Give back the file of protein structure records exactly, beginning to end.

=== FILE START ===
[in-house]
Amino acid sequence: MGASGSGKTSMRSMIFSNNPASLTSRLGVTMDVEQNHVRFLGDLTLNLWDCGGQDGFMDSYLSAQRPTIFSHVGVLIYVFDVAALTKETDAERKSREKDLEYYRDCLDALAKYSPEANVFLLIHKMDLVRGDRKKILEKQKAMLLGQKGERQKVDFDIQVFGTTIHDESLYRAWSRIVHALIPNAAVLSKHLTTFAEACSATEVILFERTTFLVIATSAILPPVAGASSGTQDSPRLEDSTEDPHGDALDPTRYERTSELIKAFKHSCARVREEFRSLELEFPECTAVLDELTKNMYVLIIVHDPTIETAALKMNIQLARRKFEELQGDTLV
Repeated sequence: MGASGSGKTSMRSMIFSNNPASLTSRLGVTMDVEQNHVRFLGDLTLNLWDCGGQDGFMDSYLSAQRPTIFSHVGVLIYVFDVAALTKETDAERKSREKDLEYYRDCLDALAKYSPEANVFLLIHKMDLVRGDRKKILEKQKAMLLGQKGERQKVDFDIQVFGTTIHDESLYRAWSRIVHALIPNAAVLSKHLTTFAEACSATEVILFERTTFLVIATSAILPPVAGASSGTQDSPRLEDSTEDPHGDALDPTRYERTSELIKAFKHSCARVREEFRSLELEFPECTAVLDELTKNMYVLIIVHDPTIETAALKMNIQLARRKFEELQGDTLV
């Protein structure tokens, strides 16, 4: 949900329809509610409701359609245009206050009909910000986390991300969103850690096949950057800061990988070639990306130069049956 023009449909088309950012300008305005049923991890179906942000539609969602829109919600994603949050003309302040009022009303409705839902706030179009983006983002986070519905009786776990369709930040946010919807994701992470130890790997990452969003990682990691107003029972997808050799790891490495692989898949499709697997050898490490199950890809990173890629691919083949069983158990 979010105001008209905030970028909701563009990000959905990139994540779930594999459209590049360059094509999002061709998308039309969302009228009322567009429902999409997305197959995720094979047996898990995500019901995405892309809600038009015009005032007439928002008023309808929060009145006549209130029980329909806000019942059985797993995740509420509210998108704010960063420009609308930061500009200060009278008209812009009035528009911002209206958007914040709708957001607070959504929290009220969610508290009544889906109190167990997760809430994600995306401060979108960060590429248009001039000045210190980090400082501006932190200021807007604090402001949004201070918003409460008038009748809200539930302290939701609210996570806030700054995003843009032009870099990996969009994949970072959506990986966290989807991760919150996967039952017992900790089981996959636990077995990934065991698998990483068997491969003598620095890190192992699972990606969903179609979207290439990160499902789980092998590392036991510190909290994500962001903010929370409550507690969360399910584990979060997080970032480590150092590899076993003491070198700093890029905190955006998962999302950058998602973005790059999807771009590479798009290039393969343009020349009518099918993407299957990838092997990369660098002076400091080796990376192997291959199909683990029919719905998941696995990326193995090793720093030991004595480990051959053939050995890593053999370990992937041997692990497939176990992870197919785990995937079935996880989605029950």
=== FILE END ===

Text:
[in-house]
Amino acid sequence: MGASGSGKTSMRSMIFSNNPASLTSRLGVTMDVEQNHVRFLGDLTLNLWDCGGQDGFMDSYLSAQRPTIFSHVGVLIYVFDVAALTKETDAERKSREKDLEYYRDCLDALAKYSPEANVFLLIHKMDLVRGDRKKILEKQKAMLLGQKGERQKVDFDIQVFGTTIHDESLYRAWSRIVHALIPNAAVLSKHLTTFAEACSATEVILFERTTFLVIATSAILPPVAGASSGTQDSPRLEDSTEDPHGDALDPTRYERTSELIKAFKHSCARVREEFRSLELEFPECTAVLDELTKNMYVLIIVHDPTIETAALKMNIQLARRKFEELQGDTLV
Repeated sequence: MGASGSGKTSMRSMIFSNNPASLTSRLGVTMDVEQNHVRFLGDLTLNLWDCGGQDGFMDSYLSAQRPTIFSHVGVLIYVFDVAALTKETDAERKSREKDLEYYRDCLDALAKYSPEANVFLLIHKMDLVRGDRKKILEKQKAMLLGQKGERQKVDFDIQVFGTTIHDESLYRAWSRIVHALIPNAAVLSKHLTTFAEACSATEVILFERTTFLVIATSAILPPVAGASSGTQDSPRLEDSTEDPHGDALDPTRYERTSELIKAFKHSCARVREEFRSLELEFPECTAVLDELTKNMYVLIIVHDPTIETAALKMNIQLARRKFEELQGDTLV
């Protein structure tokens, strides 16, 4: 949900329809509610409701359609245009206050009909910000986390991300969103850690096949950057800061990988070639990306130069049956 023009449909088309950012300008305005049923991890179906942000539609969602829109919600994603949050003309302040009022009303409705839902706030179009983006983002986070519905009786776990369709930040946010919807994701992470130890790997990452969003990682990691107003029972997808050799790891490495692989898949499709697997050898490490199950890809990173890629691919083949069983158990 979010105001008209905030970028909701563009990000959905990139994540779930594999459209590049360059094509999002061709998308039309969302009228009322567009429902999409997305197959995720094979047996898990995500019901995405892309809600038009015009005032007439928002008023309808929060009145006549209130029980329909806000019942059985797993995740509420509210998108704010960063420009609308930061500009200060009278008209812009009035528009911002209206958007914040709708957001607070959504929290009220969610508290009544889906109190167990997760809430994600995306401060979108960060590429248009001039000045210190980090400082501006932190200021807007604090402001949004201070918003409460008038009748809200539930302290939701609210996570806030700054995003843009032009870099990996969009994949970072959506990986966290989807991760919150996967039952017992900790089981996959636990077995990934065991698998990483068997491969003598620095890190192992699972990606969903179609979207290439990160499902789980092998590392036991510190909290994500962001903010929370409550507690969360399910584990979060997080970032480590150092590899076993003491070198700093890029905190955006998962999302950058998602973005790059999807771009590479798009290039393969343009020349009518099918993407299957990838092997990369660098002076400091080796990376192997291959199909683990029919719905998941696995990326193995090793720093030991004595480990051959053939050995890593053999370990992937041997692990497939176990992870197919785990995937079935996880989605029950």